It started in August as a long-shot plea from Bob Hackworth.
The former Dunedin mayor was frustrated that city and county officials had failed to act on earlier interest in 44 acres of environmentally-sensitive woods left by his late stepmother Gladys Douglas. By then, a housing developer was closing in on one of the last green spaces in the most densely populated county in the state.
As the developer walked away in October, residents banded together through social media, sign waving rallies, fundraisers, T-shirt sales and relentless pestering of elected officials. The city of Dunedin and Pinellas County forked over a combined $5.5 million towards the $10 million asking price. Private donations flooded in.
Last week, officials announced they were $275,000 short to present a purchase agreement to the estate.
But on Monday, Hackworth stood with city and county officials and activists in City Hall to announce the community answered the call of preservation.
“Truly, this was a moonshot and we landed,” Hackworth said, his voice cracking. “This is an amazing community when you think about what we pulled off.”
The $4.5 million raised from the community includes contributions of all sizes from hundreds of donors, according to Duggan Cooley, CEO of Pinellas Community Foundation, the charity acting as a repository for the effort. It’s made up of $5 donations but also two separate $2 million donations.
Mayor Julie Ward Bujalski said that shortly before Monday’s 3 p.m. press conference, a man walked into City Hall to deliver a gift of $10,000.
“Our community has rallied, our county has rallied,” Bujalski said. “Everybody has come together from all walks of life.”
City manager Jennifer Bramley said she and county administrator Barry Burton will meet on Thursday with estate attorney Nathan Hightower to present him with a purchase agreement for the property. It could take several days to have an answer on the deal, she said as she asked the community to be patient on the news.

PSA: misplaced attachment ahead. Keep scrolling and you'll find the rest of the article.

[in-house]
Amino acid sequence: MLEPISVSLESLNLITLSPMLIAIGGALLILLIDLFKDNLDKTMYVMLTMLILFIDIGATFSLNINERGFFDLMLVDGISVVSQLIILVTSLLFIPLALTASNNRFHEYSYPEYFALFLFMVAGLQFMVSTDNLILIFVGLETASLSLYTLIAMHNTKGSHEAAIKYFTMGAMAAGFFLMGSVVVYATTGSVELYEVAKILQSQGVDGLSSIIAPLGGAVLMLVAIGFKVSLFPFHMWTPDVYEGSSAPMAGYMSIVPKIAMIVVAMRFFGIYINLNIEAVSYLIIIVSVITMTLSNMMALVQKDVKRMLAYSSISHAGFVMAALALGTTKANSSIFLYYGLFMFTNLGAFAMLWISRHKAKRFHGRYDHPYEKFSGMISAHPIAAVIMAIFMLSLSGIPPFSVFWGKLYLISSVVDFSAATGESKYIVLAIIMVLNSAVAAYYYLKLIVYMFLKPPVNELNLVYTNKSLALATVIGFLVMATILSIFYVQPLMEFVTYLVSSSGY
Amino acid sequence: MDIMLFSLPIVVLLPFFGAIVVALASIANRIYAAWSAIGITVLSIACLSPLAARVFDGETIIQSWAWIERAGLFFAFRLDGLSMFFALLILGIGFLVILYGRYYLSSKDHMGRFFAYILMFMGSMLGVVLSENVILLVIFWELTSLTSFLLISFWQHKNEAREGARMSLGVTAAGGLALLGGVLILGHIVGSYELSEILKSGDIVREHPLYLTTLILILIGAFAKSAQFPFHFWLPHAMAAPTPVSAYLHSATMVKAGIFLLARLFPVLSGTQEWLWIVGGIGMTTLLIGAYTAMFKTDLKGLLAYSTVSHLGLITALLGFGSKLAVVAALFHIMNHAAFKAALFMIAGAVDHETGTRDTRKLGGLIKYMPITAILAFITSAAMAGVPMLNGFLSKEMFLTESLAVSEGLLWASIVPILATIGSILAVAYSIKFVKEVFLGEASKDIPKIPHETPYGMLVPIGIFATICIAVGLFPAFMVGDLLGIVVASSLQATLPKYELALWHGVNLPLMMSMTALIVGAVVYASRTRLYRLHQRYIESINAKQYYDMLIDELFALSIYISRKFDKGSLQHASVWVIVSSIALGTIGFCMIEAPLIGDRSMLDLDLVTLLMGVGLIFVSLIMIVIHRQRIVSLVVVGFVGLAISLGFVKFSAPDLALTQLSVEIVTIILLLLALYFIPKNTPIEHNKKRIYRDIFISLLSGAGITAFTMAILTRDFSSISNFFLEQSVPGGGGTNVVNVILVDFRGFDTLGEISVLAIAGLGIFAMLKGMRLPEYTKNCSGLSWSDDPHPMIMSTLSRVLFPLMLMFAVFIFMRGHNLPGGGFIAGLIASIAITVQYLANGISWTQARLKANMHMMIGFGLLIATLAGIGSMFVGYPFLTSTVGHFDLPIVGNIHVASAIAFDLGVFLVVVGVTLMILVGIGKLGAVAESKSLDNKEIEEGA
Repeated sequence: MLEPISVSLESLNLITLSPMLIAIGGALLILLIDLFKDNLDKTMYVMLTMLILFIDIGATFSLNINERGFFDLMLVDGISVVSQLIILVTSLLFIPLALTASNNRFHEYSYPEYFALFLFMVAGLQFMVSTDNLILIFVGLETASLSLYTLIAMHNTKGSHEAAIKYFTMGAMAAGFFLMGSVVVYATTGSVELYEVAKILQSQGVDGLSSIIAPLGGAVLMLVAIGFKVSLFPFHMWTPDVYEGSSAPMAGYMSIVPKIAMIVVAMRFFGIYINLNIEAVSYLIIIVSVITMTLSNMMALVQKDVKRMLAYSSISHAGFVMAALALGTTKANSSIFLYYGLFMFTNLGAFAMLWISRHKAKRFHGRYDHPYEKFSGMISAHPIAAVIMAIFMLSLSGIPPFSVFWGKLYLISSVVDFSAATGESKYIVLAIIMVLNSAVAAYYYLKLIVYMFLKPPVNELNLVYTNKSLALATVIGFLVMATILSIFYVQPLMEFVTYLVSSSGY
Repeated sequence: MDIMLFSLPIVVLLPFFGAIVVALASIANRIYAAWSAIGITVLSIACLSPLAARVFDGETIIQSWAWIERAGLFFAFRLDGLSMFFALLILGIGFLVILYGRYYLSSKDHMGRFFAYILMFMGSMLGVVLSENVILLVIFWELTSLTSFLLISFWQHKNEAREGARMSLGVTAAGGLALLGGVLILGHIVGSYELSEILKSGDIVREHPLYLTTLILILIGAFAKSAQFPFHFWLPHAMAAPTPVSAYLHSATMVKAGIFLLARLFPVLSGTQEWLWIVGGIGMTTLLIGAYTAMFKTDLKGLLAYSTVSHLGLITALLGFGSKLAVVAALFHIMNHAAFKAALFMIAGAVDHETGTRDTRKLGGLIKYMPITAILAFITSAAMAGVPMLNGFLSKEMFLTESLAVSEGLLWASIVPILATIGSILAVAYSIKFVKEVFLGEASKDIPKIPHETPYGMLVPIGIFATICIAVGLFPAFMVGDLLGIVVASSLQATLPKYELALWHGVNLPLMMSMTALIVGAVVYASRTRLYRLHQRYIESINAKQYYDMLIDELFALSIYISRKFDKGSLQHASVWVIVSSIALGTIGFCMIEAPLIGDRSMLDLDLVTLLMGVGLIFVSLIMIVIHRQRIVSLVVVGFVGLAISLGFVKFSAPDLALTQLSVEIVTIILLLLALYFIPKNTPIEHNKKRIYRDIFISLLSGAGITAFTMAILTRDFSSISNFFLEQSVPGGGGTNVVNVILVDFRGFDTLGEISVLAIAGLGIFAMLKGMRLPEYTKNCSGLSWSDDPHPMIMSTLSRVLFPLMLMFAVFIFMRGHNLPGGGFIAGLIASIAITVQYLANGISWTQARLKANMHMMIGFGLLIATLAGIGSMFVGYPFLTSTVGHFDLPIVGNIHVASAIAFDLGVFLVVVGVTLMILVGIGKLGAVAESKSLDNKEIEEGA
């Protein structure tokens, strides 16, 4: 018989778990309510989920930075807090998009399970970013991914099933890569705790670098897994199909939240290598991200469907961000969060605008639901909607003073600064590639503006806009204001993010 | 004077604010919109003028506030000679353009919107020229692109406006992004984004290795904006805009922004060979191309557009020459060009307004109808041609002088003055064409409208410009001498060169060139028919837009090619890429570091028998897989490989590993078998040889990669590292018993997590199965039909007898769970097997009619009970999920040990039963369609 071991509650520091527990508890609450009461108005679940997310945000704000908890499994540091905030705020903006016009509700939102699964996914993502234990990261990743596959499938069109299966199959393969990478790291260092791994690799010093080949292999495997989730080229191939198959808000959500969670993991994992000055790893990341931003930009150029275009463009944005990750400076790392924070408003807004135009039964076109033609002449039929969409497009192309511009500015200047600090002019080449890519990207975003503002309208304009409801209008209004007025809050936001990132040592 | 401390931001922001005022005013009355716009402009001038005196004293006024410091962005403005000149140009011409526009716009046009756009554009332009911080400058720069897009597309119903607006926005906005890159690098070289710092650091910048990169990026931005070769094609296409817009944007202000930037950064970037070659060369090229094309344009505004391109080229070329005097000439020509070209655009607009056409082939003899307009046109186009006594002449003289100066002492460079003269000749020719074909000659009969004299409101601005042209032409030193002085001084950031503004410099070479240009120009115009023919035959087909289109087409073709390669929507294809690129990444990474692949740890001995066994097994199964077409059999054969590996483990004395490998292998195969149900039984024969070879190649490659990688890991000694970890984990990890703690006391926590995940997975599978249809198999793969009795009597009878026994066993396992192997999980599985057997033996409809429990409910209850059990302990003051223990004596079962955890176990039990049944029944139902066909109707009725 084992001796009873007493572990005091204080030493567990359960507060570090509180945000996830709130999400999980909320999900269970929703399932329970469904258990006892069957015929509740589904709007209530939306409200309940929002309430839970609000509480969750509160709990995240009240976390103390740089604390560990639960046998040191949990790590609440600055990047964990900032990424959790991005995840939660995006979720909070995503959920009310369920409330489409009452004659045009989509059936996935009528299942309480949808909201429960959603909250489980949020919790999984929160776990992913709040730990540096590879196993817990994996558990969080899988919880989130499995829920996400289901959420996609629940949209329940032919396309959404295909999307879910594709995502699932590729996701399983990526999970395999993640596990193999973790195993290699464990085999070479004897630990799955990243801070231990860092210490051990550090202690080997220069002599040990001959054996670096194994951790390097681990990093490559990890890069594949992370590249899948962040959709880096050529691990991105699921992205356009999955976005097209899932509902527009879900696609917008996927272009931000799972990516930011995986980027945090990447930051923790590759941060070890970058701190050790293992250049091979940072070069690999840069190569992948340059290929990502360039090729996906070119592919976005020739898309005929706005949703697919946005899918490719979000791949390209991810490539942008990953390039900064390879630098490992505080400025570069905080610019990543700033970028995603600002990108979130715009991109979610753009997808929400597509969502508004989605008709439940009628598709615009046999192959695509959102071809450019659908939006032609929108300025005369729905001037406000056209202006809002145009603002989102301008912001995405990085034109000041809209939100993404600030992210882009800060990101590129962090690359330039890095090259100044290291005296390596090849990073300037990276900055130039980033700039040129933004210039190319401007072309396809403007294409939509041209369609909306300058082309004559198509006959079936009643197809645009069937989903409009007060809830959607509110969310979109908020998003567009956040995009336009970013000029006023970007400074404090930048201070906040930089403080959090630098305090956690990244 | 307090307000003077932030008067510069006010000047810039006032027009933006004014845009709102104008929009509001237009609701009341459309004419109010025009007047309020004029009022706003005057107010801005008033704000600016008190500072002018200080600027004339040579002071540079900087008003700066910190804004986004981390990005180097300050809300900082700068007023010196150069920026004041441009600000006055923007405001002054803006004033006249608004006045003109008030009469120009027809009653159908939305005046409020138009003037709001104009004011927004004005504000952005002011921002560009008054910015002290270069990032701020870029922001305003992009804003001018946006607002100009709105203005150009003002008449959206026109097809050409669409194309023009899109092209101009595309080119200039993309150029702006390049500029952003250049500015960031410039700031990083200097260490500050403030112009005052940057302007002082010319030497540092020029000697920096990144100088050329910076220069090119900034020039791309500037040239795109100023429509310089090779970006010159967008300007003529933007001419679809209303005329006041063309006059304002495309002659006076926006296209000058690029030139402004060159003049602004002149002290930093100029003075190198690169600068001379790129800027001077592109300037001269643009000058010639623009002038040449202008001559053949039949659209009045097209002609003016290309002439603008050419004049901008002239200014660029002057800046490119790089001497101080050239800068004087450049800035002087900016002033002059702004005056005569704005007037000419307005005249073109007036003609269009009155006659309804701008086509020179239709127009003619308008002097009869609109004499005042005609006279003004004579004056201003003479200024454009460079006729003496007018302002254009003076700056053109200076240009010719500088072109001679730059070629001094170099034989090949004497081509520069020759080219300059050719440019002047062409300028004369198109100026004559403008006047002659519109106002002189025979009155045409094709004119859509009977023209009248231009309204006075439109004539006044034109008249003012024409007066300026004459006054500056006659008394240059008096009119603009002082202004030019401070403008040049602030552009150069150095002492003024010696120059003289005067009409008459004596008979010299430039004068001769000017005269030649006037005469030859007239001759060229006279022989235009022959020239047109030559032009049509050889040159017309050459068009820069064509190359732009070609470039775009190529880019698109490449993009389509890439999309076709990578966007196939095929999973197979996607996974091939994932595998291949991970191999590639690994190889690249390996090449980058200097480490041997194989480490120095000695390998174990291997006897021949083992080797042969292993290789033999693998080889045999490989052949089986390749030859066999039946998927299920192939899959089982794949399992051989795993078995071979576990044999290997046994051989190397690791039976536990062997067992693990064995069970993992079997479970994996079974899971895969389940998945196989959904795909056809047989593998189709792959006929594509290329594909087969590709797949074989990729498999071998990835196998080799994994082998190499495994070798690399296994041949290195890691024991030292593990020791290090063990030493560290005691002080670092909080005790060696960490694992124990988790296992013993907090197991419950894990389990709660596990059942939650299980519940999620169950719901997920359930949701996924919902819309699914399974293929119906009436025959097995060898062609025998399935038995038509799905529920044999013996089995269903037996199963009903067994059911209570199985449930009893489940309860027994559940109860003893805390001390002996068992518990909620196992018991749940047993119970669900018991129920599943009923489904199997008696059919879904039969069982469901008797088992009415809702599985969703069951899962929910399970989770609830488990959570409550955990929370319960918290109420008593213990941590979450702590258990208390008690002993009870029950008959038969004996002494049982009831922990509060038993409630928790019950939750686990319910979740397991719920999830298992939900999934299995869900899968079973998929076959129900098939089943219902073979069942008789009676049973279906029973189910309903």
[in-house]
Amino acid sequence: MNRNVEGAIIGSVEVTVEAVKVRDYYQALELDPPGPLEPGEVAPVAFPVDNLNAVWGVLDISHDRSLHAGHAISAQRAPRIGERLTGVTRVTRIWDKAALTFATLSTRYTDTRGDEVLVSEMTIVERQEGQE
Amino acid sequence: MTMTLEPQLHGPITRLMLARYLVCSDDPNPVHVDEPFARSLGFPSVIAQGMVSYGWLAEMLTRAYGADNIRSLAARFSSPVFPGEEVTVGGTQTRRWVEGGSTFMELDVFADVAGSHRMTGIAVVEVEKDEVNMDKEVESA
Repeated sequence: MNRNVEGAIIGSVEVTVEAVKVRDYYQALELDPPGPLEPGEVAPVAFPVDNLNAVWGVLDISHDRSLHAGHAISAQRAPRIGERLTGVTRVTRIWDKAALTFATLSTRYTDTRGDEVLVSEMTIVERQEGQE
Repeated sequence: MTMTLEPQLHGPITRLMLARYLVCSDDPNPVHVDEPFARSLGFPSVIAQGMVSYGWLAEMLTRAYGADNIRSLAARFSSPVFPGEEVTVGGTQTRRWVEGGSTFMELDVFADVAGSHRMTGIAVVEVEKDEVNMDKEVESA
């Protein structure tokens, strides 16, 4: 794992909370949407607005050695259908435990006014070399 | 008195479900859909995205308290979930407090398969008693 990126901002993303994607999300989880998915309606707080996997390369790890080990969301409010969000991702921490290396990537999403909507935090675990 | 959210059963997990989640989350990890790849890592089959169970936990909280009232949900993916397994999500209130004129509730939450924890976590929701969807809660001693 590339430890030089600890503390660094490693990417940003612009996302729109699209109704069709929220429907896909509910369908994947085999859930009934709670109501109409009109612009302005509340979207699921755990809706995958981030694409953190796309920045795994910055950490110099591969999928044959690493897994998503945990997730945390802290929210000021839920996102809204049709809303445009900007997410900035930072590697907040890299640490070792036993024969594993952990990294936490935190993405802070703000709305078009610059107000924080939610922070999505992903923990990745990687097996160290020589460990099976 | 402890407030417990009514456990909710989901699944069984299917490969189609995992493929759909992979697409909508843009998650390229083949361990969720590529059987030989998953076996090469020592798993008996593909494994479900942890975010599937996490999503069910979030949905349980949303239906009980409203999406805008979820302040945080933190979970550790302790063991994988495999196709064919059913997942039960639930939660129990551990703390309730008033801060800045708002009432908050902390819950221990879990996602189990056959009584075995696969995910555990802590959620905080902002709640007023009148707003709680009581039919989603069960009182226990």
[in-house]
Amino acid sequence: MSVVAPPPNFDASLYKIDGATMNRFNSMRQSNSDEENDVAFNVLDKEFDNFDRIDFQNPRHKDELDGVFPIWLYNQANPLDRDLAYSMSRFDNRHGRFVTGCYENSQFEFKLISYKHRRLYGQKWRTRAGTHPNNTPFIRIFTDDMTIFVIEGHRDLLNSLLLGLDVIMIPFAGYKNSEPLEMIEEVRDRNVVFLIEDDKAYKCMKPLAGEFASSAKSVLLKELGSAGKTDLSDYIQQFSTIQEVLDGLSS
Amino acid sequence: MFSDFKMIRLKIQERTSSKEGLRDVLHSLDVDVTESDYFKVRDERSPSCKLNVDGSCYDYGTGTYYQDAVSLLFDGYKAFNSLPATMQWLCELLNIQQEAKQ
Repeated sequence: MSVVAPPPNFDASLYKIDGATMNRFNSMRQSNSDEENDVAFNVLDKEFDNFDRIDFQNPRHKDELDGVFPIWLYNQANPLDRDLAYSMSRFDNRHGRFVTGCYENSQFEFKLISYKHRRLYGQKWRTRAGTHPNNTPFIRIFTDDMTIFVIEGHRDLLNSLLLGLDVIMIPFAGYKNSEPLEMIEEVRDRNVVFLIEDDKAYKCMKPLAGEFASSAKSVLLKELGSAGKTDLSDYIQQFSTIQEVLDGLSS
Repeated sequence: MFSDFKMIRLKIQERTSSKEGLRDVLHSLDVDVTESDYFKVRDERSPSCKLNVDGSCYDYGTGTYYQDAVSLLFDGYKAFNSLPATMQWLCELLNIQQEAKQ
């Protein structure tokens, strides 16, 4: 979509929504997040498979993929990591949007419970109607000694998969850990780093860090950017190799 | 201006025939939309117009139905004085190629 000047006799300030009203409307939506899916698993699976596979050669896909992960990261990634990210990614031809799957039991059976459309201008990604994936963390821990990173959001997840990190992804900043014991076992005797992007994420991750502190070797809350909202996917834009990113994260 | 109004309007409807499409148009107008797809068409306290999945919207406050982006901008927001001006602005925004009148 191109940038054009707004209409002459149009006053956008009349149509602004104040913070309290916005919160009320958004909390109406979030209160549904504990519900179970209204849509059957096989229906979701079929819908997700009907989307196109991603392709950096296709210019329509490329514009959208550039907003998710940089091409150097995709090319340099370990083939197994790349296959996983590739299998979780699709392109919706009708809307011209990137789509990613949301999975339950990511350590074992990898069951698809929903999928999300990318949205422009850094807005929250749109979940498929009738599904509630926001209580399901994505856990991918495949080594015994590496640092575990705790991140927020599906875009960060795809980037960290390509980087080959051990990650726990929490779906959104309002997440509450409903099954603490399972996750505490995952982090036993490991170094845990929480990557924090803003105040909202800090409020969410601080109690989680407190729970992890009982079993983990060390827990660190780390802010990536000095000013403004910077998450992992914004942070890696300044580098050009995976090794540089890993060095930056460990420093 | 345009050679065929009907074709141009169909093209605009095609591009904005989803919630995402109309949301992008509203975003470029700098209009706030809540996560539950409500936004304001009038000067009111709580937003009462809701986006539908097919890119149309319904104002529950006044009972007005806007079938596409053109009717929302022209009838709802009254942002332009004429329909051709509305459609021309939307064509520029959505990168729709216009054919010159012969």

But officials warned the work is not yet complete. Even if local government acquires the land, they are asking for further assistance in maintaining the property as a passive park as city and county government budgets are stretched for preservation funding.
“The work doesn’t end today, the work continues,” Cooley said. “The fundraising is not over but now is a day to celebrate.”
Local government’s goal is to buy the property and combine it with an adjacent 55-acre freshwater lake owned by the Southwest Florida Water Management District, creating a 100-acre preserve. Bramley said officials will now work on creating a five-year plan for the park.
More than a decade before she died in 2019, Douglas, a prominent philanthropist, had talked to city and county officials about buying her land to preserve as a park. Her wishes were well known, but a preservation clause was not written into her will.
Hightower, the estate attorney, began negotiations with developers after local government failed to make an offer, noting his obligation was to sell the property and distribute the funds to the beneficiaries.
Much of the community networking was done through a Facebook group launched by Dunedin resident and ecologist Nichole Mattheus. From there everyone from residents to activists from the Sierra Club, Florida Native Plant Society and other groups helped spread the word.
“I never imagined it would go this far, and we did it,” Mattheus said Monday.